It can sometimes feel like we’re constantly seeking the perfect equilibrium of a work-life balance, and once we reach that seemingly unattainable goal, we’ll finally be happy. In reality though, everyone knows that the ‘grass is always greener’ idea is just a dream. What we’ve got is what we’ve got, and what we need to learn is to not just survive our lives, but to live them. But I don’t want to live a life that’s dictated by meeting my own ridiculous standards, that’s focused around just making it through to the weekend or to the next holiday. I want to be able to accept that there’s work to do, and sometimes quite a lot of it, without building this whole huge mental block around it and spending more time complaining and worrying over it than actually getting down to it.

So, what options are there available to combat stress?

I’d consider there to be two approaches:

1. Change the situation

This can mean a lot of things, whether it is taking time out of your job for health purposes or asking for deadline extensions. The stigma around mental health is slowly being combatted, but society still isn’t quite there. Despite what judgements you might be worried colleagues or friends might make, you wouldn’t go to work with a broken wrist or without your glasses, and dealing with stress or acute anxiety can be just as disabling. We shouldn’t feel ashamed to take a little extra time for the sake of our health to take a break and to regain a sense of perspective.

This approach however isn’t always the best for the long-term, and when coming back to the ‘stressful situation’ or dealing with stress in general, it might be worth looking at another approach:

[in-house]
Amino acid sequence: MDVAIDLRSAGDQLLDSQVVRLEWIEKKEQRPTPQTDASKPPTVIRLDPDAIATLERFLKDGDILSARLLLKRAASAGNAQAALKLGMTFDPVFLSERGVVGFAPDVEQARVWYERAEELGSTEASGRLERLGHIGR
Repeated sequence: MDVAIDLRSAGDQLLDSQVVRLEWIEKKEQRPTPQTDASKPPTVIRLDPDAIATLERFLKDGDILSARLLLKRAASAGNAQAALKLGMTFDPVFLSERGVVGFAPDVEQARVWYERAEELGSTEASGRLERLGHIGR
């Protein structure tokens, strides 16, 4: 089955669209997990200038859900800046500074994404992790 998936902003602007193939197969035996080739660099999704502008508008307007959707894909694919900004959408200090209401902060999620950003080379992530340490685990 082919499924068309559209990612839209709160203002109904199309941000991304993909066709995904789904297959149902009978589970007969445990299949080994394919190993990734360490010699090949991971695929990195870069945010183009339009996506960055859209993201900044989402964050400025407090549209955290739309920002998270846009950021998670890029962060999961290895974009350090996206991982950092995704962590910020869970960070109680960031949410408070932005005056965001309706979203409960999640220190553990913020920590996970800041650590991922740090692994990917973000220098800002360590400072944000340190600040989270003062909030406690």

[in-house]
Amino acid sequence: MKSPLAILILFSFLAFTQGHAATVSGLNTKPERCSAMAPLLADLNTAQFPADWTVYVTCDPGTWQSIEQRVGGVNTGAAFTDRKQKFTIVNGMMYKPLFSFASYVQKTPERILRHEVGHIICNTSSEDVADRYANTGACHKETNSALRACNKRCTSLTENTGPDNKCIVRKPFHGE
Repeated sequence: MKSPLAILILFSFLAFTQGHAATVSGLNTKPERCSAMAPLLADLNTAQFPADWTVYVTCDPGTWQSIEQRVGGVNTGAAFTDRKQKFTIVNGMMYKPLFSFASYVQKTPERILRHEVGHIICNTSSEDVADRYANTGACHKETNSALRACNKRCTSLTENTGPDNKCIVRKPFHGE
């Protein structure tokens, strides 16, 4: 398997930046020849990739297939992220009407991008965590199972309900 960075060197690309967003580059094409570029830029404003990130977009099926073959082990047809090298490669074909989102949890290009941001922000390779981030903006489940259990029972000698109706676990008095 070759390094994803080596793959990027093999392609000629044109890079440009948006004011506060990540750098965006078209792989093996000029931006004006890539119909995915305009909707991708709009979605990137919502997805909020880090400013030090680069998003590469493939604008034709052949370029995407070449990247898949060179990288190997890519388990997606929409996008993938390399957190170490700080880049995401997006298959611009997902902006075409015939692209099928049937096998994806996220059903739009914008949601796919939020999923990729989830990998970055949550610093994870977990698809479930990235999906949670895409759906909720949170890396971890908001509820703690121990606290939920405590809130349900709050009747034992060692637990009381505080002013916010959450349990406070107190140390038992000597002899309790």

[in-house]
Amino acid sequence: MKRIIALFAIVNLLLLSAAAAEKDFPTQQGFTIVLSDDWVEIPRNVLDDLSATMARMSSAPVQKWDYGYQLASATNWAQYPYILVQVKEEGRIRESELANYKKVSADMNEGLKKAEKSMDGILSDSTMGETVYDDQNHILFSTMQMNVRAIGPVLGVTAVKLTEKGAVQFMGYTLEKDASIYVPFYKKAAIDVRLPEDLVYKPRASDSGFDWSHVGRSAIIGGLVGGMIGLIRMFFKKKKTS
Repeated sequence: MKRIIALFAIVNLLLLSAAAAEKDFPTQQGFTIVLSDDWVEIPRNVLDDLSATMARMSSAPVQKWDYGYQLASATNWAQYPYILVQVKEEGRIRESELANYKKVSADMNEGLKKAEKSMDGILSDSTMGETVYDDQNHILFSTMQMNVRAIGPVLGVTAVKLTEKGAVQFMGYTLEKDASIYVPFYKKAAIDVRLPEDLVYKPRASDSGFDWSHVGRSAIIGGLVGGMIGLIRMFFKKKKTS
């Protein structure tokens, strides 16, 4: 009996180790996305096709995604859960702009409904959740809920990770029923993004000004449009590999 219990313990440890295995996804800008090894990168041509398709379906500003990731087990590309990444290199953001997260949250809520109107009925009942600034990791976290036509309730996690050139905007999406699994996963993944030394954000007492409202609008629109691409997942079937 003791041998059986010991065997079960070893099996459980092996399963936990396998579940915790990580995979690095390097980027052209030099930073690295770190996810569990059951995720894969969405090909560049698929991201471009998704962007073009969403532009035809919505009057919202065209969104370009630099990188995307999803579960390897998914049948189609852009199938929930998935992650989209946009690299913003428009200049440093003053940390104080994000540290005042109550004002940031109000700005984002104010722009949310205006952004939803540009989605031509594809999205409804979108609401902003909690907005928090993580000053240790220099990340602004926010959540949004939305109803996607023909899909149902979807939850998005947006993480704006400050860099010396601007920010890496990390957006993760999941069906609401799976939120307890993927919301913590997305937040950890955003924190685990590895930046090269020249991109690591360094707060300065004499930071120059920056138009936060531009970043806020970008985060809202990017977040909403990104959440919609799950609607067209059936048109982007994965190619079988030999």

2. Change your attitude to stress

Now, this of course is easier said than done, but it really doesn’t have to be as difficult a mental task as it sounds.

Dr Mike Evans is a Canadian doctor renowned for his media-based approach to communicating public health information and advice. His Youtube video entitled ’23 and ½ hours’ on exercise has almost 5 million views, but I’d consider his 10-minute lecture on The Single Most Important Thing You Can Do For Your Stress to be pretty inspirational advice.

Dr Evans considers that just changing the way you think about stress, from something that happens unavoidably to you to something that you actually create is a key step in reducing anxiety over stressful situations.

Most people think stress is something that happens to us…(but in reality) stress passes through a 2 pound piece of tissue on the top of your face called your brain…

We say things like, my job is stressful, or my friend Sylvia is stressing me out, but in fact, we create the stress in our brains… it’s your thinking that brings the stress.”

Dr. Mike Evans

It seems like a simple idea, but personally it was the simplicity of it that affected me so much. I don’t think changing your thinking style and attitude to stress so drastically is going to happen overnight, just as a life-long pessimist can’t suddenly see the glass as half full, but Dr. Evans puts forward a strong argument that such an approach can be learnt.

I’d like to think that in trying to approach things in the past few weeks that would normally stress me out (such as intimidating essay titles, page long to-do lists and long put-off phonecalls) with a different attitude, I’ve already noticed a difference. Similarly to how I talked in a previous post about tackling exercise at university, although it’s hard-work at first, it’s got to the stage now where I actually enjoy taking a positive approach to previously stressful situations. I try and remind myself that the stress I’m experiencing is in reality all self-generated, and try and change my approach to whatever the situation is that’s making me anxious.

For instance, whereas before I might think “Oh God, I’ve got so much work to do I can’t possibly manage it without pulling multiple all-nighters/having no weekend”, I now try and change that thought to “I’ve got a lot of work but I’m capable of doing the best I can in the time I’ve got.’”

Different things work for different people, and I can appreciate that many are not in the position to be able to work on changing their mind-set, but it’s certainly something I think is worth thinking about. And I’d recommend giving Dr. Mike Evans’ video a watch too 🙂